Where this issue fails is in establishing anything to bring me back next issue. This felt like a one-off, and though I’m mildly intrigued by what was set up here…I’m still not at all interested in actually investing in the next arc.

Deadpool fan? This is well worth picking up, if you don’t mind the art. Regular reader of The Amazing Spider-Man? This’ll probably be right up your alley and have more significance for you than me (not having touched a Spider-Man comic in close to two years).

Final thought: The cover is great. And yet realy has nothing to do with the issue. This is the sort of image that would make a great ad in that regard…and I daresay I’d buy a poster if they made one of this image.

Story: 7/10
Art: 3/10
Whole: 5/10

Deadpool #900 [Review]

Issue Credits

Letterer: VC’s Joe Sabino
Covers: Dave Johnson
Assistant Editor: Jody Leheup
Editor: Axel Alonso
Publisher: Marvel Comics

For $4.99, this issue would have to do quite a bit in order to justify its cost. Thankfully, it more than delivered. While I was really hoping it would be all-original content, my only real frustration at there being a reprint in the back (Deadpool Team-Up featuring Deadpool and Widdle Wade) is that that was one of about a half-dozen Deadpool comics that I already own from the 90s–and which I’d spent several hours just last weekend digging through 18 longboxes to find.

As-is, this is far from the “typical” Deadpool comic–nothing here seems to be in-continuity in the sense of advancing either of the main plots for the first two Deadpool ongoings. However, this faux-anniversary issue is a great “primer” for new fans, and presumably quite a treat for old fans. There may not be any real throughline in the book, but we get seven short stories starring Deadpool, but different creative teams new and old that give the character a chance to shine.

And the number is a nice play on the recent re-numbering Marvel has done with its various titles (I do wonder if Deadpool himself might have appeared in 900 comics through the years, which would me nicely appropriate).  It definite fits the character to play with the numbering–and I surprisingly don’t mind for this one character, as it seems an obvious riff on things rather than a serious numbering bit.

I really enjoyed Liefeld’s art on the Joe Kelly story–there was just something to it, perhaps simply the knowledge that the art’s by the guy that created the character. My favorite story of the bunch was Swierczynski’s riff on a certain tv show about crime scene investigators. Having enjoyed these shorts as I did…if Marvel ever decides to move the Deadpool books to the $3.99 price point, I would hope they’d consider having new original content such as these included after a full-length “main” story.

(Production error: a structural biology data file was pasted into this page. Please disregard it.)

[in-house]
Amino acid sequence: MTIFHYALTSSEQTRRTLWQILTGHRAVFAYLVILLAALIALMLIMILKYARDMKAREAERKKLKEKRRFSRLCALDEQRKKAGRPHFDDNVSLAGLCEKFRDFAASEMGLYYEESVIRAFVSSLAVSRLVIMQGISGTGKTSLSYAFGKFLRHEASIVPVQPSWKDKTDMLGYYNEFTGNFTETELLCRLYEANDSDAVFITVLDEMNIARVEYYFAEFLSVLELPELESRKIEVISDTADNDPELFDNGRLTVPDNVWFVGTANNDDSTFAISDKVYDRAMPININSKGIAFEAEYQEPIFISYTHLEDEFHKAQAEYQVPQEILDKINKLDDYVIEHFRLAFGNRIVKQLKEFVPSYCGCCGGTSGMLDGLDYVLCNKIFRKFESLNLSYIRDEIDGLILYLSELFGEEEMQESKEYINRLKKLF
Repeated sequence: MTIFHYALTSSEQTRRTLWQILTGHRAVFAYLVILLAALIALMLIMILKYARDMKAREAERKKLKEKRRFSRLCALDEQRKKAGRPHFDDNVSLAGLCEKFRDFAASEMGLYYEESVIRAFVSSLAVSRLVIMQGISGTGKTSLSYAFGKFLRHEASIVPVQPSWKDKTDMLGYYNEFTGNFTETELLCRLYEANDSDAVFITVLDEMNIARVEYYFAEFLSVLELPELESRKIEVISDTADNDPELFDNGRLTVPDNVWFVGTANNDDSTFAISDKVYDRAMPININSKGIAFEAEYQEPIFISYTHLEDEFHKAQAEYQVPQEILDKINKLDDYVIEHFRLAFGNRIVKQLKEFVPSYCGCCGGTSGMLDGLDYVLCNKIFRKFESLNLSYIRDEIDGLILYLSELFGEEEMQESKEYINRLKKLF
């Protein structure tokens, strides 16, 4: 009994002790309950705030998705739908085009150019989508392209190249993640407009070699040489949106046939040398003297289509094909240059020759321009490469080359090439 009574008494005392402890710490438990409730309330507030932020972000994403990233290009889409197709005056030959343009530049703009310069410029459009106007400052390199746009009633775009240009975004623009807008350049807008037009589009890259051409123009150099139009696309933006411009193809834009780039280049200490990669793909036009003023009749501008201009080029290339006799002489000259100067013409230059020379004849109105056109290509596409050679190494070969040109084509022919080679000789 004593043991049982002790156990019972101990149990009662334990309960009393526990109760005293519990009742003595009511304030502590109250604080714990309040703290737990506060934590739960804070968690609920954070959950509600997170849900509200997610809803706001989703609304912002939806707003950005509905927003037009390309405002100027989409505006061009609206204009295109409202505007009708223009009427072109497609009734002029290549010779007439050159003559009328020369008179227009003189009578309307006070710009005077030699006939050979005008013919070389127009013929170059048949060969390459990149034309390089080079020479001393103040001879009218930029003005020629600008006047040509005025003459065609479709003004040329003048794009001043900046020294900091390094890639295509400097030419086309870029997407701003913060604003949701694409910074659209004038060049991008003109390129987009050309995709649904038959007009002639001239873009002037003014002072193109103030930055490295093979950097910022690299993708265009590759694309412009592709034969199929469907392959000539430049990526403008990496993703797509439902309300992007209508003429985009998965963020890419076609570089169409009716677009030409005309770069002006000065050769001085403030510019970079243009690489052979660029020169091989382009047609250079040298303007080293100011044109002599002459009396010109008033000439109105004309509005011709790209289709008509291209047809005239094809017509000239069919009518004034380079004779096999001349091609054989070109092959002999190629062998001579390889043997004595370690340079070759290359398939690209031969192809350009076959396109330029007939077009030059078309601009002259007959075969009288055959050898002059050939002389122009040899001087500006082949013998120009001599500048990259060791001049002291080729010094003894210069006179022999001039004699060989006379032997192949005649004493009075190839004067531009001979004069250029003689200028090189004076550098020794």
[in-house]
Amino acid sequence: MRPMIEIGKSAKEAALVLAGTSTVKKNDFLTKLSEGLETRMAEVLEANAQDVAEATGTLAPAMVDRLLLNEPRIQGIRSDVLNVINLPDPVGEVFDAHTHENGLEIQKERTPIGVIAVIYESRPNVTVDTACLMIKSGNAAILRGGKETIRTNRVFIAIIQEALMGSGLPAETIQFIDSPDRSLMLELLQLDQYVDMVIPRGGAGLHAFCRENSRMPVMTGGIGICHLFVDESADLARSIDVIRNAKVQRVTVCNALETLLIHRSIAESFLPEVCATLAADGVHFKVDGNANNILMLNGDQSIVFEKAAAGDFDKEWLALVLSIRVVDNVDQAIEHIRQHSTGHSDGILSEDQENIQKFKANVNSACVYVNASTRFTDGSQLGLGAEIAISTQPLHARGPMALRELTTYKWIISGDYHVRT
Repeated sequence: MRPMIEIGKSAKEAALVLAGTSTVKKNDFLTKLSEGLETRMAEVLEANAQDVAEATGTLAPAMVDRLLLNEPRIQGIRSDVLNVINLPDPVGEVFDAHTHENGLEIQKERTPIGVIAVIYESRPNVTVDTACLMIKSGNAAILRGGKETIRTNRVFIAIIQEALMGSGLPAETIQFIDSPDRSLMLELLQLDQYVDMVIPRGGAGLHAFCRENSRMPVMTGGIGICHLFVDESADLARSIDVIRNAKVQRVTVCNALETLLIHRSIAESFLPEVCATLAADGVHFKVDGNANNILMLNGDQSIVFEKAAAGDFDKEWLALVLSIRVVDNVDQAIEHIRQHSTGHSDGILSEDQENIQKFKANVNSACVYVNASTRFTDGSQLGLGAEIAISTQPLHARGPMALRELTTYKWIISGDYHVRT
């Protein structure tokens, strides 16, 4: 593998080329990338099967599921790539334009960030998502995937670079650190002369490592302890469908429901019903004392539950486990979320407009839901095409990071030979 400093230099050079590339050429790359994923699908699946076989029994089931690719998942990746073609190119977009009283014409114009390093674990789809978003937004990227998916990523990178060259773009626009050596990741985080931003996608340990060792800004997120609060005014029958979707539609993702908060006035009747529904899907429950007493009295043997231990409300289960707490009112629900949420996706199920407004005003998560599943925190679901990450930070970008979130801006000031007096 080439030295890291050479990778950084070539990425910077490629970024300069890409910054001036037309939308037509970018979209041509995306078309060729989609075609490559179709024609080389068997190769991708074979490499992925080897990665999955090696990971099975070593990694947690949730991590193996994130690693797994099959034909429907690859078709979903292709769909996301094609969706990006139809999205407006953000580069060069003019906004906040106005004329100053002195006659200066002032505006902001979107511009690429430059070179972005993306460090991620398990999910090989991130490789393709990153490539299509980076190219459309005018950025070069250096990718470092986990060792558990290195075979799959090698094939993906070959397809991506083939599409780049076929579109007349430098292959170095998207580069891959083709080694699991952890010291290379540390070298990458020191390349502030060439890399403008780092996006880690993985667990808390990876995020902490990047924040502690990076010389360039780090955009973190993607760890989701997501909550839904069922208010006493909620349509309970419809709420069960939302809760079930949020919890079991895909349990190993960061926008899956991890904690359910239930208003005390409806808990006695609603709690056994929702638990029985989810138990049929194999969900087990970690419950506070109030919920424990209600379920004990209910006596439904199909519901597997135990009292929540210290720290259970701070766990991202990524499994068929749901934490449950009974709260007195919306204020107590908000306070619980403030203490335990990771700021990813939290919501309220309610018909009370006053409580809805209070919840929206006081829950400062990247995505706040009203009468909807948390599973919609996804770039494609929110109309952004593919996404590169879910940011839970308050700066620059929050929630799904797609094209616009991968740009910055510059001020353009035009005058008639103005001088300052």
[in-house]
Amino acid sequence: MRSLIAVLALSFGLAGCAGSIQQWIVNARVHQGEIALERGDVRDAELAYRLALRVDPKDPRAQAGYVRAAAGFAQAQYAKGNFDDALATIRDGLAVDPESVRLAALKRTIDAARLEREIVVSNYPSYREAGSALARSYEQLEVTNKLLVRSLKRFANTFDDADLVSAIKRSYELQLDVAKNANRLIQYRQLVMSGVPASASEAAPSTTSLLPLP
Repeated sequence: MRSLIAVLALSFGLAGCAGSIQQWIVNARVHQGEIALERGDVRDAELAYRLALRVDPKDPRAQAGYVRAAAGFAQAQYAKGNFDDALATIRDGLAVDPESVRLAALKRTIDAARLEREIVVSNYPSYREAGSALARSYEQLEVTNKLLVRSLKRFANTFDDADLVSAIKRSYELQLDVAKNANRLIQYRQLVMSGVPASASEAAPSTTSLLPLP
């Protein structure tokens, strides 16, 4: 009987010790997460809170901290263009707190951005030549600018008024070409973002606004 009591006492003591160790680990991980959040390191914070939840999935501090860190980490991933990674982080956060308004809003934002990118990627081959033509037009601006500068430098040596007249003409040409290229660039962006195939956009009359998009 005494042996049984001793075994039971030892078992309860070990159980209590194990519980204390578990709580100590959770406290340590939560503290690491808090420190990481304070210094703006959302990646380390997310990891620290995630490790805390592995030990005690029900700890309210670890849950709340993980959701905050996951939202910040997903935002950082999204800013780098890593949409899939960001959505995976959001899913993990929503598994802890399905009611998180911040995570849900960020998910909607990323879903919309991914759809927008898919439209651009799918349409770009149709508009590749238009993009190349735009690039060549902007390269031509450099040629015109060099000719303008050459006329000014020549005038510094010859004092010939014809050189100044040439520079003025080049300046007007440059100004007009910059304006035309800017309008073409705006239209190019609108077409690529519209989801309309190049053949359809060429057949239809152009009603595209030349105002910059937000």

As these stories are not part of any of the ongoing stuff, if you simply enjoy the Deadpool character or are curious, this is a fantastic single issue to pick up. The original content alone is really worth the cover price (particularly compared against Marvel’s standard-sized $3.99 books!), and you get a reprint of an issue from the 90s that you’d be lucky to find by itself for the price of this issue, these days.

Long-time fan, new fan, or just curious about who the heck Deadpool is…I highly recommend this issue!

Close Encounters of the @*#$ed-Up Kind
Writer: Jason Aaron
Penciler: Chris Staggs
Inker: Juan Vlasco
Colorist: Marte Gracia

This story sees Deadpool beamed onto an alien spacecraft, where he is subjected to the aliens’ probing. However…Deadpool being Deadpool, the tables are quickly turned with a chewed-off arm (his own) and turning the aliens’ machinery against them. Rather than simply delivering a carload of dead guys where he was headed…he delivers a bunch of dead guys and a ship of dead aliens.

This is definitely an over-the-top sorta Deadpool story–the bit with the arm I’m beginning to sense may be a running gag with the character. The art’s not my favorite depiction by any means, but definitely gets stuff across quite well in an indie-comics cartooney sort of way.

Silent But Deadly
Writer: Fred Van Lente
Artist: Dalibor Talajic

This story opens with a bang…or rather, if we get technical, a “Boom” as Deadpool’s caught in an explosion. Though his eardrums’re blown out by the explosion, it doesn’t take away from his ability to kick butt, facing 3…well, I actually thought of The Joker’s minions, but that’s a whole other sort of thing. They seem to have some sort of invulnerability, at least to Deadpool’s swords. Once he switches to guns…the fight’s basically over. The “punchline” of the story was rather amusing, and seems typical of the character as well.

The art’s not bad, but not what I typically associate with the character. Still, no complaint with it, really–in a quasi-“anthology” such as this issue, I don’t really expect a consistent visual style nor for every visual interpretation of a character to be my personal ideal.

Deadpool: Shrunken Master
Writer: Mike Benson
Artist: Damion Scott
Colorist: Lee Loughridge

With a couple of “light” stories out of the way, this one goes down a much darker path. Here we see Deadpool at a psychiatrist, having an apparently typical-for-Deadpool session. We see the smart-aleckiness of the character, and it’s actually quite interesting seeing him interacting with someone like this, being analyzed and even doing some self-analyzing. However, there’s a twist toward the end as we see that Deadpool’s motive is not to seek counciling, but rather see some justice done.